In prior posts, we introduced the concept of empathy as social entropy. This led to insights on the physics of social structures and the chemistry of cultural mixing. In the structures post I used entropy to explain phase change for a pure fluid, analogous to empathy change for an individual or very homogenous society. In the cultural post I used empathy to explain mixing and seperation of binary cultures, analogous to entropy and binary fluid mixtures. Now we’re to the point where we can start to transfer concepts of thermodynamics to chemical reactions and social change.
A forewarning: chemical reactions are part of the vast and complicated field of chemistry. Chemistry has had over 500 years of development. We have little idea yet what a periodic table of social personalities would look like in order to define key quantities like ph. So in lieu, we’ll start here with some basic guiding principles and the very simple case of fluid phase reactions of binary mixtures. We’ll then transfer to social space.
Le Chatelier’s Principle
When any system at equilibrium is subjected to change in concentration, temperature, volume, or pressure, then the system readjusts itself to (partially) counteract the effect of the applied change and a new equilibrium is established.
As the Wikipedia article staits, this is a qualitative principle (sometimes called a law but is derivative of the 2nd law of thermo) that finds application in many more fields than just chemistry; biology and economics are a few. Analogies also exist for sociology and are reviewed elsewhere. The statement above has a lot to unpack, so we need a few examples.
Let’s say we have a generic reversible reaction: a+2b <->c+d. Changing the composition of one component, let’s say decreasing b, will drive a reduction in c+d to produce more b. Because this is reversible, increasing b will cause the creation of more c+d. Social analog? This one is the easy one. Have a team where a leader was just promoted out of the group? Likely one of the other team members will step up to become the new leader. Another leader added to the group? One will probably step down to fill a more needed role.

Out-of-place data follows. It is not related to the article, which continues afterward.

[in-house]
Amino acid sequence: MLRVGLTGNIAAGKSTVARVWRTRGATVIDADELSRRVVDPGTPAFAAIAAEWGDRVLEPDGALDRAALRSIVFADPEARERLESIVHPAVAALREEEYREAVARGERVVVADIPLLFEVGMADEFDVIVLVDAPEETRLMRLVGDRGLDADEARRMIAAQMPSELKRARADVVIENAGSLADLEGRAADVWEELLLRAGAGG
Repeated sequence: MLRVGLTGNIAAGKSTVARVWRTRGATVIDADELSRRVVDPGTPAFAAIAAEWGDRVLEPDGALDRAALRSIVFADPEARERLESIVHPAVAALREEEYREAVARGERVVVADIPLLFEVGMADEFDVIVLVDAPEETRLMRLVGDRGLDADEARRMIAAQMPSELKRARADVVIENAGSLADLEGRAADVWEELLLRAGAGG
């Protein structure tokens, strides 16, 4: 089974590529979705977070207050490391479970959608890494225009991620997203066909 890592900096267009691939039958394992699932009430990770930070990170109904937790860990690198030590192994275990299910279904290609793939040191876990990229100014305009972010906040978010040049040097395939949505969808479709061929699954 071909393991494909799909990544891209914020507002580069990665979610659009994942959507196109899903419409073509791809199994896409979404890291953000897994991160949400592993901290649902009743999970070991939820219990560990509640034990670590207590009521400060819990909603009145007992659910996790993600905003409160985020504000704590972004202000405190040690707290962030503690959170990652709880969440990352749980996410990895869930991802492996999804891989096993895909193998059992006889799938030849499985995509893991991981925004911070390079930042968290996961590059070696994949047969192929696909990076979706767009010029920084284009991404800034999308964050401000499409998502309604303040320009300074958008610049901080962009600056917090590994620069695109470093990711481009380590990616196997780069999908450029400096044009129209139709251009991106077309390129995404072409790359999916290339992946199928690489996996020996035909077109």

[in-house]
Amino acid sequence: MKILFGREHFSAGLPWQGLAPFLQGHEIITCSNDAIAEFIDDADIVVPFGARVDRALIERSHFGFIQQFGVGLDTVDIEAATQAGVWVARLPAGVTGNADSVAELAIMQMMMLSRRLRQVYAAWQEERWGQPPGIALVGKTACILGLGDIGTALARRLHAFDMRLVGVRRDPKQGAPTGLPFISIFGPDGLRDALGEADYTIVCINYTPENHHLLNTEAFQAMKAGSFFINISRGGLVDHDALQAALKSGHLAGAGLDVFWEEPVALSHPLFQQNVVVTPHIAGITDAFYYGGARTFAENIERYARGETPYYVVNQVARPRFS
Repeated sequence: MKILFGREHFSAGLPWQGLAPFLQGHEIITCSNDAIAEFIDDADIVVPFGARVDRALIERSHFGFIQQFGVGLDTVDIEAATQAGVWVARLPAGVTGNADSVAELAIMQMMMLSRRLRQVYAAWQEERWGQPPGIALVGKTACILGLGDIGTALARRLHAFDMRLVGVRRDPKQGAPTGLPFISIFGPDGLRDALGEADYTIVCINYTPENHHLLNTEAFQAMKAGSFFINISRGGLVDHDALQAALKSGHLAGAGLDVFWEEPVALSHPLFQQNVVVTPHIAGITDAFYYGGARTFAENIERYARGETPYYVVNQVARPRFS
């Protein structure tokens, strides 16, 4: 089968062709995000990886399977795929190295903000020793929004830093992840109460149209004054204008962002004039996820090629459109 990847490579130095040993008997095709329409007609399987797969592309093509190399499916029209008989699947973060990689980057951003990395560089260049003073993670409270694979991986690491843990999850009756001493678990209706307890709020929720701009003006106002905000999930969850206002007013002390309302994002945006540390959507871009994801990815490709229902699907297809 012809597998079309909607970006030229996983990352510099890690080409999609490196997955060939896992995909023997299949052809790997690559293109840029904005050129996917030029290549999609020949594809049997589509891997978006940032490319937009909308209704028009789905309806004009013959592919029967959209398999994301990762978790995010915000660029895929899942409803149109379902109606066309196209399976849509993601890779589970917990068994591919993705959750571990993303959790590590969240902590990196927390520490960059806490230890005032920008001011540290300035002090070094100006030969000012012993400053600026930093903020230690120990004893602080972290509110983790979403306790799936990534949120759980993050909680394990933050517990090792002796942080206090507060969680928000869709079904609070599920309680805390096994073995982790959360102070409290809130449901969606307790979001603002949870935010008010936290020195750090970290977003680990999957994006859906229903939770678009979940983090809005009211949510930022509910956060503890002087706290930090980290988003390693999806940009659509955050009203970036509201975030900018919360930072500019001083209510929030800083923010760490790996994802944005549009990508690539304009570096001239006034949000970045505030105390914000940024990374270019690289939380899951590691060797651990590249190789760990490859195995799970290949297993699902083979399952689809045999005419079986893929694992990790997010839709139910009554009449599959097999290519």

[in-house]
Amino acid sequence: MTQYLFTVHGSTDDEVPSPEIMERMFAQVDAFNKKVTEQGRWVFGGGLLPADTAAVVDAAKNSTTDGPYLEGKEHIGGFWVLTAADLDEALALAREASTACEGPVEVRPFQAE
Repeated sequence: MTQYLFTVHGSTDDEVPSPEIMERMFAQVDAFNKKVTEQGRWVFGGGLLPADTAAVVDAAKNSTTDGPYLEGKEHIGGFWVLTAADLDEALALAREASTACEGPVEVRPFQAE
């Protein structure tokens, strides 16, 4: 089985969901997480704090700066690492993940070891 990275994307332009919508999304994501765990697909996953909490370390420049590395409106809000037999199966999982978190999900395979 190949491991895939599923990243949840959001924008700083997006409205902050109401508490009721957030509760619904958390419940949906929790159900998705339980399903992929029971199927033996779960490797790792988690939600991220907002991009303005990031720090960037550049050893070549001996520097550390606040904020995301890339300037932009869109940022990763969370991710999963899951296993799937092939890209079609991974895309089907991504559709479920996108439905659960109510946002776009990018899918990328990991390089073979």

Let’s look at what a change in pressure does to our simple reaction: a+2b <->c+d. Why is pressure involved? Pressure is the result of the change in momentum of molecules striking the boundaries of a system. Reduce the number of molecules by shifting equilibrium to the right side of the equation? Reduce the pressure. But shouldn’t momentum be conserved with mass? No. The larger molecules have more internal modes to store energy, leading to higher heat capacities, and more ways to be made with higher entropy, so the speed of the molecules drops with the momentum and pressure. If the equation had an equal number of molecules on both sides, increasing the pressure would not make any difference. On a related note, entropy and enthalpy of molecules are defined relative to a reference state and standards for doing this are related to the heat capacities. In general, higher heat capacity -> bigger molecules -> higher entropies and enthalpies. You can also transfer how the volume or density is affected in similar fashion. This primarily addresses the structural/physical side of the reaction problem. We’ll get to the chemical/cultural side in a moment.